Did you know that taking a transatlantic flight exposes you to far more radiation than spending a day near the Fukushima plant would? No, neither did I. Just one fact that doesn’t seem to have come out of the media coverage of the problems at the plant following the earthquake and tsunami in Japan.
Luckily the web comic xkcd has produced a brilliant diagram illustrating why we shouldn’t get too hysterical about this. Clearly there are huge problems for people in Japan, but so far their exposure to radiation has been quite low and is unlikely to cause any illness.
As one article on the BBC website pointed out, many perfectly healthy people in America pay hundreds of dollars for a full-body CT scan as a check up. These scans can expose you to a radiation dose equivalent to being 1.5 miles from the centre of the explosion at Hiroshima. And in case that sounds a bit hysterical, the article goes on to say that “because more than 70 million CT scans are carried out each year, the US National Cancer Institute has estimated that 29,000 Americans will get cancer as a result of the CT scans they received in 2007 alone.”
What the hell is going on here? Clearly there is a massive misunderstanding of the actual doses of radiation you’re likely to receive in different situations, and the effect this might have on you. Having a CT scan to diagnose a potentially deadly disease like cancer makes sense. If you’ve got symptoms and might need urgent treatment, you’re balancing a small risk from the radiation with a huge potential risk from the cancer. And nearly everyone would make the same decision and have the scan.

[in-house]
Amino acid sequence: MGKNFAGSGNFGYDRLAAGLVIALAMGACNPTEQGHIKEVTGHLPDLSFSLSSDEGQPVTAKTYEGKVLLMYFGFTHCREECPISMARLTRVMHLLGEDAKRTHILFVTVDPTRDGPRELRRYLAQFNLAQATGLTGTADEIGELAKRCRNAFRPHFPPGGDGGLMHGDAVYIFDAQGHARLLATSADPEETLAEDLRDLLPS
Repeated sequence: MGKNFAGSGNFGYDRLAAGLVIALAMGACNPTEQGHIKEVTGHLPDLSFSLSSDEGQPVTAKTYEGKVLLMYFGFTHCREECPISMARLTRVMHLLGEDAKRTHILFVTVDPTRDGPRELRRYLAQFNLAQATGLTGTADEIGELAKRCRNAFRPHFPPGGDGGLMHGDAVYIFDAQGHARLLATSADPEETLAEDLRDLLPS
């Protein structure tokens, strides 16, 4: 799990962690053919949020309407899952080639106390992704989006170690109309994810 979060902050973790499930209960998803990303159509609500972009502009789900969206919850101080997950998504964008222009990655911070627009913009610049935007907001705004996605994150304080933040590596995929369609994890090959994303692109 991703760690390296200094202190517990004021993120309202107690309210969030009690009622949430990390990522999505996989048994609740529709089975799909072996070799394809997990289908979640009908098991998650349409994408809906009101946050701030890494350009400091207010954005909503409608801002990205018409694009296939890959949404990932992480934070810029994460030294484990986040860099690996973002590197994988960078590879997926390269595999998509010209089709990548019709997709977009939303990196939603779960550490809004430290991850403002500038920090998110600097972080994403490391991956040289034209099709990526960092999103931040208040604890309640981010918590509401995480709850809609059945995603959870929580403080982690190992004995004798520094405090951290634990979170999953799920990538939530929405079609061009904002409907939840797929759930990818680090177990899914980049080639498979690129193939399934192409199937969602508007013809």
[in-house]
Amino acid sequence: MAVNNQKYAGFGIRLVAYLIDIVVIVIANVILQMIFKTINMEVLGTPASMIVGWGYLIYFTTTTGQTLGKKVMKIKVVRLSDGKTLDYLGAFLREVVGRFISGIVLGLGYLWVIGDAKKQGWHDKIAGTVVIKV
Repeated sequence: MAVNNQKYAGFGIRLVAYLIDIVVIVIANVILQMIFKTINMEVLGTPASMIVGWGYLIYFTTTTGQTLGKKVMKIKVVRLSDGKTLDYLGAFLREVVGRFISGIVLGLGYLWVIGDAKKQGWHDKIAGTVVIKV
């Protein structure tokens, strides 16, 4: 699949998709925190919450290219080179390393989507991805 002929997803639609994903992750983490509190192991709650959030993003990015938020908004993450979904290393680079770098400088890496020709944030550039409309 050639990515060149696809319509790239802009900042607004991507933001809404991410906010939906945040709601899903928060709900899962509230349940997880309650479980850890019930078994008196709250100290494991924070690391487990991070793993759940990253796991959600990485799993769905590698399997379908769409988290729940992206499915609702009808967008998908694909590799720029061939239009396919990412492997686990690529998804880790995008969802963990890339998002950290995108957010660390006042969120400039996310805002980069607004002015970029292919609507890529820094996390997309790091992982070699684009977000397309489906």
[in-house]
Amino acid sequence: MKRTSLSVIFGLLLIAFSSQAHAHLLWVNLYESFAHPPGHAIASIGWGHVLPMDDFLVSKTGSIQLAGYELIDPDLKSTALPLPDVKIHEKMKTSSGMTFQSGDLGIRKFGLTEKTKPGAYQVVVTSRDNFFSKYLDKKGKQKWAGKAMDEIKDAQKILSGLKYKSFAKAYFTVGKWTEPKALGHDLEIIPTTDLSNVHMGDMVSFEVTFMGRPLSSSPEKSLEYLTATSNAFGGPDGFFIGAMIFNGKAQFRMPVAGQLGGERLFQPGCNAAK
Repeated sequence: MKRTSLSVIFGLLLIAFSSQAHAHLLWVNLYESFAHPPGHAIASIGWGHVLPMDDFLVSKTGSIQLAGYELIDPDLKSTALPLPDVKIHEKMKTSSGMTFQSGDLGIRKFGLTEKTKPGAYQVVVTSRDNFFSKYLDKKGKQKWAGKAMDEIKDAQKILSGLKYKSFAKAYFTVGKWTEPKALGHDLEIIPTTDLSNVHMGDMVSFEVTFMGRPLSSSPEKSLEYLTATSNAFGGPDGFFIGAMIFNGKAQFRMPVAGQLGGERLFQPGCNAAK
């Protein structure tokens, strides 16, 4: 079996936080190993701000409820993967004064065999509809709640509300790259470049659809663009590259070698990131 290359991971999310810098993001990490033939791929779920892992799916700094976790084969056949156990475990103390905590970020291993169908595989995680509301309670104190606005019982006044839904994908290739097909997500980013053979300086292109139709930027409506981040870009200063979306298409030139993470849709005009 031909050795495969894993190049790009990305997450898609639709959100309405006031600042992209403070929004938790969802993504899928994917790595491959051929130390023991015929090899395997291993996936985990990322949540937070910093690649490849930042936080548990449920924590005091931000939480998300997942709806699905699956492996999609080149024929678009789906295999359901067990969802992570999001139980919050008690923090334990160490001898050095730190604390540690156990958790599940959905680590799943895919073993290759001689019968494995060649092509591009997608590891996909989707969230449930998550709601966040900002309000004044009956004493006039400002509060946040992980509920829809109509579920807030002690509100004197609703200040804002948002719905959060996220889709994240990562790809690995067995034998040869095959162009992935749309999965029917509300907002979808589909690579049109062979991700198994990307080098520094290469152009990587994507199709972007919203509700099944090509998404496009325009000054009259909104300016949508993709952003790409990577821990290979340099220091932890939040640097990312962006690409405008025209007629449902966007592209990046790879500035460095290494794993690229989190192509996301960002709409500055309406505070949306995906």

But if you’re having one of these scans as a healthy person, just to check you don’t have cancer or any other major health problems, the whole situation becomes horrifically ironic. Thousands of people getting cancer because of a scan that might have been given just to check they didn’t have the disease? That really is a nuclear threat.
I’m glad the backlash against nuclear hysteria is being discussed, but overall this whole continuing saga is just another example of how we misunderstand risk. It makes me wonder what the reaction to the events at Fukushima would have been if the accidents at Chernobyl and Three Mile Island had never happened.
A similar example is when you hear about a plane crash or terrorist attack on the news. It’s frightening and horrifying, but the risk of it happening to you is very low, and shouldn’t stop you taking the Tube or getting on a plane. Chernobyl was terrifying, but as the BBC article explains, the results weren’t as bad as expected. And an accident on this scale has only happened once.
Communicating risk is often really difficult, but you would hope a little bit of common sense would prevail. Judging by some of the comments I’ve read in the media, people in Japan are mostly far more worried about food and water shortages and the horrendous death toll than they are about Fukushima. And people in America and the UK should definitely be more worried about commercial companies offering CT scans than about a power plant on the other side of the world.